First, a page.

By Luskin Center for Innovation staff
As Internet use by children and teenagers increases, so do concerns about their online safety. Providing a safe environment requires an in-depth understanding of the types and prevalence of online risks young Internet users face, as well as the potential solutions for mitigating risks.
A team at the Luskin Center led by Public Policy professor John Villasenor conducted a review of existing research on online safety and then identified knowledge gaps and recommendations for specific areas of research to further the policy dialogue regarding online safety. These findings and recommendations are summarized in a paper released today by the Brookings Institution.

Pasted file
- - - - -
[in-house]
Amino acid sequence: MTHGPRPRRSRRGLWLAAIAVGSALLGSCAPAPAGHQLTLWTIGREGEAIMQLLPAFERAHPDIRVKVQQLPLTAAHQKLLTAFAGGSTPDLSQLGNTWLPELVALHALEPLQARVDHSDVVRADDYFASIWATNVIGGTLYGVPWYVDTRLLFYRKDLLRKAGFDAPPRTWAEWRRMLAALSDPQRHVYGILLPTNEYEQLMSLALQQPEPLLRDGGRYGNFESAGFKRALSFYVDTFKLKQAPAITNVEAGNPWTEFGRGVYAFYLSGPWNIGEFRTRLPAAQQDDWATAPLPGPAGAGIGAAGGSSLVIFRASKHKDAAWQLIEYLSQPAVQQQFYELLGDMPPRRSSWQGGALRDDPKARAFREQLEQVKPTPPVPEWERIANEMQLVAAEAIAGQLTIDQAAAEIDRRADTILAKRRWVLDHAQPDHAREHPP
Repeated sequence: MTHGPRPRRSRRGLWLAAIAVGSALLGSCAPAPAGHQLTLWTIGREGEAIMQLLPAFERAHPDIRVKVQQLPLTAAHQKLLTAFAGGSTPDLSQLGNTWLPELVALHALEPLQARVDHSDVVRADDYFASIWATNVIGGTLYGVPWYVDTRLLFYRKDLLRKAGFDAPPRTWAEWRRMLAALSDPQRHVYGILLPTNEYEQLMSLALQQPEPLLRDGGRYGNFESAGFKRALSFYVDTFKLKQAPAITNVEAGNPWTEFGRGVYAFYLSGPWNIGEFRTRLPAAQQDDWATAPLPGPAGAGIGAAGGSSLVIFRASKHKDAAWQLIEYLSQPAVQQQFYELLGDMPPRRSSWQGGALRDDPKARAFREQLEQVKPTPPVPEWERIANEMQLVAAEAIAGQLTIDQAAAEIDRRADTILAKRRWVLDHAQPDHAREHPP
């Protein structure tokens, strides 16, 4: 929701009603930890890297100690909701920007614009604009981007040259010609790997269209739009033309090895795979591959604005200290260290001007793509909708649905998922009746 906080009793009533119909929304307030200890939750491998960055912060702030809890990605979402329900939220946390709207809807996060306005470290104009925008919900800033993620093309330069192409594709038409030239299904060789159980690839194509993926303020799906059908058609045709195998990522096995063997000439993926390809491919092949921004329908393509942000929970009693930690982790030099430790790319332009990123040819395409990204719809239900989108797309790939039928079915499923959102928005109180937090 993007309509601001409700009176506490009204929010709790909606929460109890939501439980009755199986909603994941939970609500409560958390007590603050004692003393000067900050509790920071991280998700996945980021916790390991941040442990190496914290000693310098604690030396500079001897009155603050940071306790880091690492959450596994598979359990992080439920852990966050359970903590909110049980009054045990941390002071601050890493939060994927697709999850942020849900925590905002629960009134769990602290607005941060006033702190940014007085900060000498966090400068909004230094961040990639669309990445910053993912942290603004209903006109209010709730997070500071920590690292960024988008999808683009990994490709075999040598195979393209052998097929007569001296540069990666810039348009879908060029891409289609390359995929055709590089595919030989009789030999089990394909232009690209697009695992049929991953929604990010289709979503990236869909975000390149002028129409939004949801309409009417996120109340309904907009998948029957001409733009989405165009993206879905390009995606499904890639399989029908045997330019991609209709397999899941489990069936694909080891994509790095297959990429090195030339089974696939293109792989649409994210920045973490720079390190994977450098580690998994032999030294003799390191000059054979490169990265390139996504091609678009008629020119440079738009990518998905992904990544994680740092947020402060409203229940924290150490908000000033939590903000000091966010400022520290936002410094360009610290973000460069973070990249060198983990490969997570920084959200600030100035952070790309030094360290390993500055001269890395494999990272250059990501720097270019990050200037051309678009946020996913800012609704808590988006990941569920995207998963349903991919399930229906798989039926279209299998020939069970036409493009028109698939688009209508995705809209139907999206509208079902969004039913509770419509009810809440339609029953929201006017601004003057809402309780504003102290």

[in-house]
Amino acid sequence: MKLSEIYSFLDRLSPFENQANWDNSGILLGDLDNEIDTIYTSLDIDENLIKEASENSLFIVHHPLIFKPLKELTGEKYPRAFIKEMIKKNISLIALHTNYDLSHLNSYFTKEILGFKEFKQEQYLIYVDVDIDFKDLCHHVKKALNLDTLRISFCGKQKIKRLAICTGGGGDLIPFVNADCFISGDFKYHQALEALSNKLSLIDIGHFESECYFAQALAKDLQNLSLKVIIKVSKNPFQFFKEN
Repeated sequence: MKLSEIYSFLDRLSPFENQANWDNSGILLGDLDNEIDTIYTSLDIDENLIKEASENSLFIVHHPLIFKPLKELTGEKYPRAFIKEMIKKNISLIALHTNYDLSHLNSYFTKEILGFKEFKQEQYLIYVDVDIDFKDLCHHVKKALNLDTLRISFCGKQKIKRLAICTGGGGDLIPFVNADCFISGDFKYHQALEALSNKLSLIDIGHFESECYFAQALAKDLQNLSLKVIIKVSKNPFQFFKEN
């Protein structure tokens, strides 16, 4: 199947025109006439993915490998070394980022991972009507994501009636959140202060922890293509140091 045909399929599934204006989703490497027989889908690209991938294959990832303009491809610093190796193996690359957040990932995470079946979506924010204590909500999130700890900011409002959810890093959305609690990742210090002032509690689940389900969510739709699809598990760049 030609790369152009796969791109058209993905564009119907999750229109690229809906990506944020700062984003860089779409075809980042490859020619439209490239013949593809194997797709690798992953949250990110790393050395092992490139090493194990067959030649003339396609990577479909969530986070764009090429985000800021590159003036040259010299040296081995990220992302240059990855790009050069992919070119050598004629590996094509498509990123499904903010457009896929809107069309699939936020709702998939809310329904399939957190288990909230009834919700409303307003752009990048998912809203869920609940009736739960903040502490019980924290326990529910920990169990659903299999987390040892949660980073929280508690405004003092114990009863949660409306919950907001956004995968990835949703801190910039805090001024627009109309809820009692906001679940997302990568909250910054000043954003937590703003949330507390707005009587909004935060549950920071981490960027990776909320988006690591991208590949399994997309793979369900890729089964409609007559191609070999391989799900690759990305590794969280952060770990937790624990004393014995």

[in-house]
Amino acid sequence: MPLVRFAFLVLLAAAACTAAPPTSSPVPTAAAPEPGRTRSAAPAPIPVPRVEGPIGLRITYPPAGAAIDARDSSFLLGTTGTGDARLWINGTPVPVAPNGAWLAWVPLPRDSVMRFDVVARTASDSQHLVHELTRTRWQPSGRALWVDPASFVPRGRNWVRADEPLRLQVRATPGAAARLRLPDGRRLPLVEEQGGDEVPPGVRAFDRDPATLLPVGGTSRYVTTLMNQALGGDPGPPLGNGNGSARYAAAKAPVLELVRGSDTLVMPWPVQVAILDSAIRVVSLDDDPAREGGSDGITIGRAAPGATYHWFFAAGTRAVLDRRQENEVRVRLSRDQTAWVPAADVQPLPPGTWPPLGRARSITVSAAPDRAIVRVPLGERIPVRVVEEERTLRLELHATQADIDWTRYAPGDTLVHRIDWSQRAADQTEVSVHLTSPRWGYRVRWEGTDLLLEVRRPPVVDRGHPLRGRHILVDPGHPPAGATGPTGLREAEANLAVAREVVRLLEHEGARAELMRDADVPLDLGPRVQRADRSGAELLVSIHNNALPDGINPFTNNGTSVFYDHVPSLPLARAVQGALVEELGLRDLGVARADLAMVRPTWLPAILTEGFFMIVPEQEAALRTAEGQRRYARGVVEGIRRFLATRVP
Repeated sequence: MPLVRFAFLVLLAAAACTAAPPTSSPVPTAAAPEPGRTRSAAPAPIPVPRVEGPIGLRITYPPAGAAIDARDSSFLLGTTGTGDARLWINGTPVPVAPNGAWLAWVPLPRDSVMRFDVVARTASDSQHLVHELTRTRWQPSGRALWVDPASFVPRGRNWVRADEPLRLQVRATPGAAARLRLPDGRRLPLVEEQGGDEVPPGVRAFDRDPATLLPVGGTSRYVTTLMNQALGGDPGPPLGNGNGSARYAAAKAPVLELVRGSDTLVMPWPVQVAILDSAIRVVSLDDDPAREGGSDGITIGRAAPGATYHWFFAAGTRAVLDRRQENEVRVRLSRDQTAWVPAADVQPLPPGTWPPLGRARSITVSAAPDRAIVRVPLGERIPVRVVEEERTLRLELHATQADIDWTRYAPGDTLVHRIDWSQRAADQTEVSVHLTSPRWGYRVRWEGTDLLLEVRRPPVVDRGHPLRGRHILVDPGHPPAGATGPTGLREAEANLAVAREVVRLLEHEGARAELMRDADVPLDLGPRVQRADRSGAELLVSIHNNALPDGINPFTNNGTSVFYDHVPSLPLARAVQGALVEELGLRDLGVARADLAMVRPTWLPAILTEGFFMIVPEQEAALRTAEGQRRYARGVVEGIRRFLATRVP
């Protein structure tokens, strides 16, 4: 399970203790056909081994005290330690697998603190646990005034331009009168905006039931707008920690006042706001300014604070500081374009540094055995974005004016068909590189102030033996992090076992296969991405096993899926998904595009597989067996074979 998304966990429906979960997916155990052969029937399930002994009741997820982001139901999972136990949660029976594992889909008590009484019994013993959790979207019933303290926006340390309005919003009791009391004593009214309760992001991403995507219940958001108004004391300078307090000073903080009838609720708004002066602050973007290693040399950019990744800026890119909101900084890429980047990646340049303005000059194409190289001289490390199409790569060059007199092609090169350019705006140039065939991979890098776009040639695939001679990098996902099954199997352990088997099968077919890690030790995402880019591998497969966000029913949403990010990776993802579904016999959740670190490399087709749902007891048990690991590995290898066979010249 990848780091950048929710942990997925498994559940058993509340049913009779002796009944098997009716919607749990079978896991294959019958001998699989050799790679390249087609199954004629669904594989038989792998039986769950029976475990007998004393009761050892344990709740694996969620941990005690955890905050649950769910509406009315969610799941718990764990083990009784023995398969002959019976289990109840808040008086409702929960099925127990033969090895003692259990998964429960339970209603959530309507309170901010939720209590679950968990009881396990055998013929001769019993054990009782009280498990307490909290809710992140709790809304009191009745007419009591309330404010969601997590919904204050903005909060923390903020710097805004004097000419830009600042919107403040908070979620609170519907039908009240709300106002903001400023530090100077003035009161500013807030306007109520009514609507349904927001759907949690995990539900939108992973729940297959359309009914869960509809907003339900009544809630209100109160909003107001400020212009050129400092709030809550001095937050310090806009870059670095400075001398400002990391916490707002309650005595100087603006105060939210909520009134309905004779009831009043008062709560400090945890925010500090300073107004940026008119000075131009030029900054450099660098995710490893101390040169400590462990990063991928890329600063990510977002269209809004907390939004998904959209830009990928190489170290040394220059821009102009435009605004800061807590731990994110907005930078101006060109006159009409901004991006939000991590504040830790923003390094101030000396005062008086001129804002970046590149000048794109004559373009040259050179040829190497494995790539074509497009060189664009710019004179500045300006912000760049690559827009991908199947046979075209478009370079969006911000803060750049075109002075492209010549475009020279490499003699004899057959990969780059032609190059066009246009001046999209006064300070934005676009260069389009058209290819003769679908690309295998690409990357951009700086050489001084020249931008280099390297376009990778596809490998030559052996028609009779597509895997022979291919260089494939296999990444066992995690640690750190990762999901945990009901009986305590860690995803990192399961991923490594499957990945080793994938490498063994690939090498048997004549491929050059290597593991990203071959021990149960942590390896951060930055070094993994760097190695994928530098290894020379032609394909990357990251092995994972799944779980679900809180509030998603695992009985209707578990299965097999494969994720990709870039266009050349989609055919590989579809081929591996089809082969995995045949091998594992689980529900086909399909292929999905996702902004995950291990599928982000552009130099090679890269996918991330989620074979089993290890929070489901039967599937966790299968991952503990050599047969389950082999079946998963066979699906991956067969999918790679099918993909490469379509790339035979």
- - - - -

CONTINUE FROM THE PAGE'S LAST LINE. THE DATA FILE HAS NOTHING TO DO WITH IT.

This paper is timely because, despite the significant amount of research on these risks, improving youth Internet safety remains a challenge. In part, this is because definitions of terms and categories relevant to online safety, such as “cyberbullying,” often vary, making the comparison of statistics and findings among sources imprecise. In addition, there are complex overlaps among different online safety subtopics.
The paper was authored by John Villasenor, graduate student Adina Farrukh and researcher Rebecca Sadwick. Read the full paper here.